China issues punishments for factories violating anti-smog measures
China’s chronic smog problem has been especially brutal in recent weeks, and on Tuesday it was announced that several Chinese companies have violated anti-smog measures.
According to the Chinese Ministry of Environmental Protection, 10 different inspection teams found that an unspecified number of companies had resumed production in violation of a government ban on emissions. The environmental ministry found these companies to be in direct violation of anti-smog measures issued as air quality in major cities has continued to worsen.
As of this week, 24 different Chinese cities issued pollution “red alerts,” the worst warning level in their four-tiered system. Since last Friday, Beijing has been on an “orange alert” that was scheduled to end on Sunday, but has since been extended due to the smog.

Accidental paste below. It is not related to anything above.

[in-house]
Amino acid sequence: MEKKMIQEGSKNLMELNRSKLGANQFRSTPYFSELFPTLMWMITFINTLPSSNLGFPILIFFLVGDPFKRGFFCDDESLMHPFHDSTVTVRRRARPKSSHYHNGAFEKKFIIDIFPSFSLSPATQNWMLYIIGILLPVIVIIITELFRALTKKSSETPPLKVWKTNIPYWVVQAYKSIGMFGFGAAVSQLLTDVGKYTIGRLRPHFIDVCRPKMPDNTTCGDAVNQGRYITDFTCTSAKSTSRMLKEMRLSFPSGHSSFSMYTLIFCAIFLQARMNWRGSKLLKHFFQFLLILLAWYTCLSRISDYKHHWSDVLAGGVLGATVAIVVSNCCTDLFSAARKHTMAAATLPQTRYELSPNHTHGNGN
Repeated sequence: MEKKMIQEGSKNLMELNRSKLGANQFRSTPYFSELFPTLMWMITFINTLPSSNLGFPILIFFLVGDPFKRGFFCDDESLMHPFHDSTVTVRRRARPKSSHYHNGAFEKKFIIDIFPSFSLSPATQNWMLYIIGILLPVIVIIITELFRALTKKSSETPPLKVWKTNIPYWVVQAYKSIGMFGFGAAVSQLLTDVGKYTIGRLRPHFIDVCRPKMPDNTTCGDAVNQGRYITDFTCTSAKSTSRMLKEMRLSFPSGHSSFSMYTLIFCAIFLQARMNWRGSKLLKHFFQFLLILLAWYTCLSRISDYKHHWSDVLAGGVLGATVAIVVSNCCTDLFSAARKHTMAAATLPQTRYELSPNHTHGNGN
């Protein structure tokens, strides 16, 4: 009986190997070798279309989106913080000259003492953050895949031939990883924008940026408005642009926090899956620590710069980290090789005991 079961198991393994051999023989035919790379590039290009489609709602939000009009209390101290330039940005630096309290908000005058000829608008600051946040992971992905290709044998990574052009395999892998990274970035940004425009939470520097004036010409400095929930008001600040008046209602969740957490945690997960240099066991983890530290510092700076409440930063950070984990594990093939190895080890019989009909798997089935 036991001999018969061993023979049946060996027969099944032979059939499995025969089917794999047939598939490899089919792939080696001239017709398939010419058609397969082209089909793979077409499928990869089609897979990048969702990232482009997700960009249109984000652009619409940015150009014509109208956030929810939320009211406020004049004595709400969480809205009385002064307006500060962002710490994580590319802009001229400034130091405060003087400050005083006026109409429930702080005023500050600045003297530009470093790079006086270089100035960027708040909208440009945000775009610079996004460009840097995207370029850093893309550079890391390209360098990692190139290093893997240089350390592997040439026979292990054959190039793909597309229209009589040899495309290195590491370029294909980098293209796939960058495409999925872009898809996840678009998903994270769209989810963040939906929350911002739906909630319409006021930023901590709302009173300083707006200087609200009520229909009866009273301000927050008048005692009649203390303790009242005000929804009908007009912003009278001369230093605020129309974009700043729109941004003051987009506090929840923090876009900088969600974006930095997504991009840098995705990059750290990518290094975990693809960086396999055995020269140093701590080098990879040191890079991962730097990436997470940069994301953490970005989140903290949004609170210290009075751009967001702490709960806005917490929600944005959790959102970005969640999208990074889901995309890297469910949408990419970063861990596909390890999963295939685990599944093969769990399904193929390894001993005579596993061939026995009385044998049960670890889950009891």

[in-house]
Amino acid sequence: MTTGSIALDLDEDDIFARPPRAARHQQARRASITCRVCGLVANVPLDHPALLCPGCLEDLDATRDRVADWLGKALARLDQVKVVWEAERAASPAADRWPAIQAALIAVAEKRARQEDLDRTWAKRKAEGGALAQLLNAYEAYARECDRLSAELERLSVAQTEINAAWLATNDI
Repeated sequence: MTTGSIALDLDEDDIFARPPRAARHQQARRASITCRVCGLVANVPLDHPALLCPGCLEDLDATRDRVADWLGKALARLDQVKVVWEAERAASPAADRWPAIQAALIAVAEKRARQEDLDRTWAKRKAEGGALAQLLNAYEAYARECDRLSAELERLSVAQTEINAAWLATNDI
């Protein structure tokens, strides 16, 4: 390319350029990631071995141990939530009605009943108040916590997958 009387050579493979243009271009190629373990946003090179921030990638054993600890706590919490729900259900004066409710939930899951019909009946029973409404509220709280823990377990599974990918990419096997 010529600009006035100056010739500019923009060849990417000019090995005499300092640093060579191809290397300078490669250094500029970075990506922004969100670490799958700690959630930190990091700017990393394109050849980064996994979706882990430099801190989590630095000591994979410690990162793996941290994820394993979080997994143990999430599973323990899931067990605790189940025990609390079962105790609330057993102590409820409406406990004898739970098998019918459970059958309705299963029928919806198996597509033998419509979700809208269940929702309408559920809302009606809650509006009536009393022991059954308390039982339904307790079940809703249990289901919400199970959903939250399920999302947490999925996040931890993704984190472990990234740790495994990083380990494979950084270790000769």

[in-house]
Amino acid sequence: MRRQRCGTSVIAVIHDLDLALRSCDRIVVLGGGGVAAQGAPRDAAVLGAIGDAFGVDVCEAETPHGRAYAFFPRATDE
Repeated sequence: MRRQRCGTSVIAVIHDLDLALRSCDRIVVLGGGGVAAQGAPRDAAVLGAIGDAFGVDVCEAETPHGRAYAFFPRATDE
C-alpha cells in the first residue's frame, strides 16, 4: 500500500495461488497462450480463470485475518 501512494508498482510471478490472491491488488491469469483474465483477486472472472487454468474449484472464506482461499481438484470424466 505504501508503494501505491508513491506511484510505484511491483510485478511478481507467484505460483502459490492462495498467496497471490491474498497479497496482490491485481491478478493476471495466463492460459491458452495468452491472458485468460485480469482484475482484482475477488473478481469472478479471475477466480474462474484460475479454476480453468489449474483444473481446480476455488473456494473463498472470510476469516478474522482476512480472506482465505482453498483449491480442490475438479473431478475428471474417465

Red alerts require a number of manufacturers to reduce production and ban the use of high-emission vehicles. Companies found to be in violation of these anti-smog measures received punishments from the Ministry of Environmental Protection. According to the Xinhua News Agency, more than 500 construction sites and enterprises and over 10,000 vehicles had ignored the restrictions. The exact details of these punishments, however, are still unclear.
The extremity of the air pollution in China has been in large part due to the country’s reliance on factory production and coal energy. A large of number of older, high-emission cars have also exacerbated the problem. While the environmental ministry has issued anti-smog measures before, this latest case indicates that enforcing these restrictions continues to pose a challenge.